Year 2 children who did not pass the screening check will be given extra Phonics intervention sessions. Their Phonics skills are assessed each half term and are retested at the end of year 2.
We aim to embed Phonics in all English lessons and in other curriculum subjects where appropriate. Children are encouraged to use their developing Phonic knowledge sounds to spell words . Similarly, whenever they are reading, they are encouraged to use their sounds to blend.
All letter sounds are displayed in each classroom to facilitate this and pupils are encouraged to refer to them regularly.
High frequency and “tricky words” are also displayed around the classrooms to develop independence when spelling.
When modelling reading or writing, teachers model the use of Phonics to help with spelling and decoding.
The curriculum is based on exciting subjects, visits and expert visitors with a theme of questioning and thinking running through all learning. The full range of primary subjects is taught but it includes Latin, global education, formal general knowledge lessons which develop vocabulary, and knowledge of key themes in the humanities as well as specific topics which prepare vocabulary for new topics.
The school runs a House system which encourages community loyalty, improved circles of friendship and responsibility. House events include sports, quizzes and a house point system which is celebrated weekly. This sense of community develops pride, respect and care. The curriculum is based on the key mission statement of Happiness, building self-esteem and confidence, achievement being celebrated across a range of curriculum areas, respect and responsibility, truth in relationships and behaviour, and spirituality and service encouraging a reflective attitude to everything, including our mistakes and errors as well as an innate desire to serve the community and those around us. This expectation of self-reliance and high achievement across a range of areas and not simply basic skills supports the development of high self confidence in all pupils and thus a relentless approach to improvement by all.
Reading is a very important part of life at Hilltop Infant School and we aim for all children to develop a love of books and reading . We know that being able to read fluently with good comprehension is vital to children’s life-long learning in all subjects. Where school and families work together, children make the best possible progress so we ask that all children read at home at least four times a week.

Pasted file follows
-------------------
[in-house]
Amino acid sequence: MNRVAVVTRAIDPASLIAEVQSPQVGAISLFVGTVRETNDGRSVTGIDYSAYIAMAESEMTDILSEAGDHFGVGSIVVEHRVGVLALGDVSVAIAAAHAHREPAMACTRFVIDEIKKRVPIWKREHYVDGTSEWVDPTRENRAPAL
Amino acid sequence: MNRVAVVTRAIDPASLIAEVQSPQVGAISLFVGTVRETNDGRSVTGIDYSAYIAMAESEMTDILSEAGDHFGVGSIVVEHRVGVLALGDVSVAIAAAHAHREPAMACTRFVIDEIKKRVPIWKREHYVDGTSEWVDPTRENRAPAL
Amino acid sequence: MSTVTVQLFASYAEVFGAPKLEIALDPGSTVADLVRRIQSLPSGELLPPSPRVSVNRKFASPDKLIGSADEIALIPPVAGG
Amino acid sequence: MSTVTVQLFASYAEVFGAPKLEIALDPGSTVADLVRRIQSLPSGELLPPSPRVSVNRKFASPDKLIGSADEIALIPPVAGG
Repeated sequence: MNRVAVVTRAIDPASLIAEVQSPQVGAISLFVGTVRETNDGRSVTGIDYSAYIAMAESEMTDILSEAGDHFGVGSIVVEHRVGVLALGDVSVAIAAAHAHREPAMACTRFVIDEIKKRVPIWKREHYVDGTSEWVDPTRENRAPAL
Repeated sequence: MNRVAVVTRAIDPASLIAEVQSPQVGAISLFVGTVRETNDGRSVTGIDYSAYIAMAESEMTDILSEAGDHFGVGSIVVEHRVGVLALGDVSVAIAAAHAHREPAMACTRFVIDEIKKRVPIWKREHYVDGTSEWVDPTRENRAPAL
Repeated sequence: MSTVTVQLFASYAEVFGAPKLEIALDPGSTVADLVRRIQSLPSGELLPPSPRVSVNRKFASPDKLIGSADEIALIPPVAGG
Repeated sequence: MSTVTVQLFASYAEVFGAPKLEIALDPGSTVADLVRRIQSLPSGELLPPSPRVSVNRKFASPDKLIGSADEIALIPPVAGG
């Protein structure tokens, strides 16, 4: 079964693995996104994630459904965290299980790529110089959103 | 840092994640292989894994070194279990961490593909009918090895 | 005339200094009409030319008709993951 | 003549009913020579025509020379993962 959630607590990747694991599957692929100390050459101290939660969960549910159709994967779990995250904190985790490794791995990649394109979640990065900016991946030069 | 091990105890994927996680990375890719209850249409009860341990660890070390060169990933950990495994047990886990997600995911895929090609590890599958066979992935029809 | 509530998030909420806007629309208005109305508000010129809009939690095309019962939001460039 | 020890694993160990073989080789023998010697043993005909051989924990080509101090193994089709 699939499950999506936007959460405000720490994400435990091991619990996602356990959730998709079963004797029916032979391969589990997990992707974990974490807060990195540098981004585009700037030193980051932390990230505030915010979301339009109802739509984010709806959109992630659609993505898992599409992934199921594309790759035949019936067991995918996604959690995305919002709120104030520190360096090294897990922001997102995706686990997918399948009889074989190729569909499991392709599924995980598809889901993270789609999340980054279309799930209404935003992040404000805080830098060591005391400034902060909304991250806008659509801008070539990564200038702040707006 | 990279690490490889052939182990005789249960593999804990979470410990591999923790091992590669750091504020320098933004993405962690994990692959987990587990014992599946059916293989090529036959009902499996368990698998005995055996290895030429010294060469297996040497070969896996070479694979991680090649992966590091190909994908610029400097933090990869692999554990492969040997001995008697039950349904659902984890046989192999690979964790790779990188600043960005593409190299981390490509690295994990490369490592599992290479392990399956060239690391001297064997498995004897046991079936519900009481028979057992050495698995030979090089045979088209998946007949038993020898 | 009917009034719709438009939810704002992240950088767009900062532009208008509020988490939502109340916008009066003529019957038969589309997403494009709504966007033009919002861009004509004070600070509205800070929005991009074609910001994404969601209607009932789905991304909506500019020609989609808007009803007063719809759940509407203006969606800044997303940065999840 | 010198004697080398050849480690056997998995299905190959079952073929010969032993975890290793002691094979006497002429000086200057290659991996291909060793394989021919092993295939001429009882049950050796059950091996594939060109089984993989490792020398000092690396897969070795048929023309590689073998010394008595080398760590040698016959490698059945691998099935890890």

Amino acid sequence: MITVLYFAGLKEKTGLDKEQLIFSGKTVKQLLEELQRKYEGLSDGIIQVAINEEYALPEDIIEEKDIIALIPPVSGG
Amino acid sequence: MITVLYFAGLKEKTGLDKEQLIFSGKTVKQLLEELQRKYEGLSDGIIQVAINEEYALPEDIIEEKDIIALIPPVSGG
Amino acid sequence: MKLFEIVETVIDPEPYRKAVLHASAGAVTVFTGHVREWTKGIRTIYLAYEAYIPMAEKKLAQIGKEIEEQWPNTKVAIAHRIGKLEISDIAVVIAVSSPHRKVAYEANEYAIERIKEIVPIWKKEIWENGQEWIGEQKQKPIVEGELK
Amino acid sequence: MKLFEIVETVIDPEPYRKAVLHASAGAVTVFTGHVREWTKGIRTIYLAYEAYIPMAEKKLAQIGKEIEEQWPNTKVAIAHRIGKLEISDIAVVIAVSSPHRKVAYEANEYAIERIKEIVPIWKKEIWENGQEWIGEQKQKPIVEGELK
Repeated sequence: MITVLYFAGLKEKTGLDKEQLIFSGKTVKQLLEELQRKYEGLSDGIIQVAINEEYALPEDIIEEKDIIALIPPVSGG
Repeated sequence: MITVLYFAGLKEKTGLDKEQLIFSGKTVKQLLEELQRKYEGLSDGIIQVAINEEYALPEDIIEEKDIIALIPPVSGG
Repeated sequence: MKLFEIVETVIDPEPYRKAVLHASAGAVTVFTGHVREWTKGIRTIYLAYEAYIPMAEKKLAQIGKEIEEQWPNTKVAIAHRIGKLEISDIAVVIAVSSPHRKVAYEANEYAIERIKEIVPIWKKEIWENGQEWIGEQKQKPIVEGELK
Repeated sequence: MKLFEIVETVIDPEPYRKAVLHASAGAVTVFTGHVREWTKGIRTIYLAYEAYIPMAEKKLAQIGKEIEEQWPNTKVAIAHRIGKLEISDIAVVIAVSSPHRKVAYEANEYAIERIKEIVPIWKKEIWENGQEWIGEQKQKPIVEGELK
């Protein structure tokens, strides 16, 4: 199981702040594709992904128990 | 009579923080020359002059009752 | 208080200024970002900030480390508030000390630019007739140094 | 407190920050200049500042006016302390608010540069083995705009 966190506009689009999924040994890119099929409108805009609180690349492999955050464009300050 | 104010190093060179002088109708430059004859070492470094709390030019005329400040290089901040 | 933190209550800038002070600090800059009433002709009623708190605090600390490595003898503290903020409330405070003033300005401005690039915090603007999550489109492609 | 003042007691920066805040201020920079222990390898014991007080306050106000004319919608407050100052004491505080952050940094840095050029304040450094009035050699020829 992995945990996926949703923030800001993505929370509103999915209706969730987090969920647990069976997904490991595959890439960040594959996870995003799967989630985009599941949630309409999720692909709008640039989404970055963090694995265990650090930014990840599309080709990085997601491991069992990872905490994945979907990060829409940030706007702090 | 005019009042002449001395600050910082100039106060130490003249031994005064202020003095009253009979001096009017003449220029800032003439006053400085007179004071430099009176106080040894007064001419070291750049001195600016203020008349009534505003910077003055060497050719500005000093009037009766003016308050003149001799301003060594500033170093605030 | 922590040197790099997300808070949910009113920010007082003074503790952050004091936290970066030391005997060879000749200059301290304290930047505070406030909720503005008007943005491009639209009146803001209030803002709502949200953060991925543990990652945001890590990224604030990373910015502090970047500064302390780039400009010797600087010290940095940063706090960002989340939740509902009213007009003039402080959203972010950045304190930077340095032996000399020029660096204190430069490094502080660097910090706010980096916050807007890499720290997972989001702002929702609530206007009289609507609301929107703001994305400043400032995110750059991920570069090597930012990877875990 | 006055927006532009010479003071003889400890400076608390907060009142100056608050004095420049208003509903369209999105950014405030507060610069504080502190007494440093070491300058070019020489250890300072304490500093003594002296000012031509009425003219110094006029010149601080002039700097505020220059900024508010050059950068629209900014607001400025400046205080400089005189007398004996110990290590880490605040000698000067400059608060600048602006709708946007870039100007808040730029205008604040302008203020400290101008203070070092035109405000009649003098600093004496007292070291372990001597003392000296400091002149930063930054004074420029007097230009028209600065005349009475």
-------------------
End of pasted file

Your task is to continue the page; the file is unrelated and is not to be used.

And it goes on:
At Stambridge Primary School, children learn to read using a range of different books, with a focus on texts that they can decode using their Phonics skills at early stages of Reading. A wide range of Oxford Reading Tree books are available alongside books from other schemes and individual titles. We teach children to use Phonics as the prime strategy for word recognition as children learn to read and develop fluency. Children who are still learning the GPCs will read Reading books which are Phonically decodable at a level appropriate to the child’s Phonic skills.
All books are grouped into colour bandings; this helps the staff and older children themselves to choose books that are at a level they can read independently or with just a little support.
As well as their levelled reading books, children have the free choice of books from classroom book boxes to enjoy in class and they also make regular visits to the school library (once they have been in school for a couple of terms).
All children are encouraged to read daily at school; they will read captions, worksheets, group reading books and a range of other materials. Teachers will also hear them read books on an individual basis; the frequency of this will depend upon the age and ability of the children.
Children learn to read best when supported effectively at school and at home. We actively encourage all families to read with their child at home at least five times a week.
KS2 Reading Lessons
In KS2, the four reading sessions are split into two types: shared reading and reading comprehension. During shared reading the children will follow a ‘close reading’ format of whole class exposure of a high quality text. During this session, the teacher will use pictures, drama and known synonyms to decipher the language in the text together. Additionally, reading with expression, the use of phonics to decode and fluency are taught and practised in these sessions.During the reading comprehension sessions, the children are taught how to answer questions based on the text they have been looking at.
To see this term's curriculum, please look at the page for each class. The Trust employs three Directors of Learning who oversee the curriculum for KS1, Maths and English. For further information about the HEARTS curriculum you can contact the Directors of Learning via email@example.com
The Maths and English policies can be found here
Stambridge Primary School
T. 01702 544369
F. 01702 530713
Enquiries: Mrs D Maynard
Inclusion Lead: Mrs J Fincher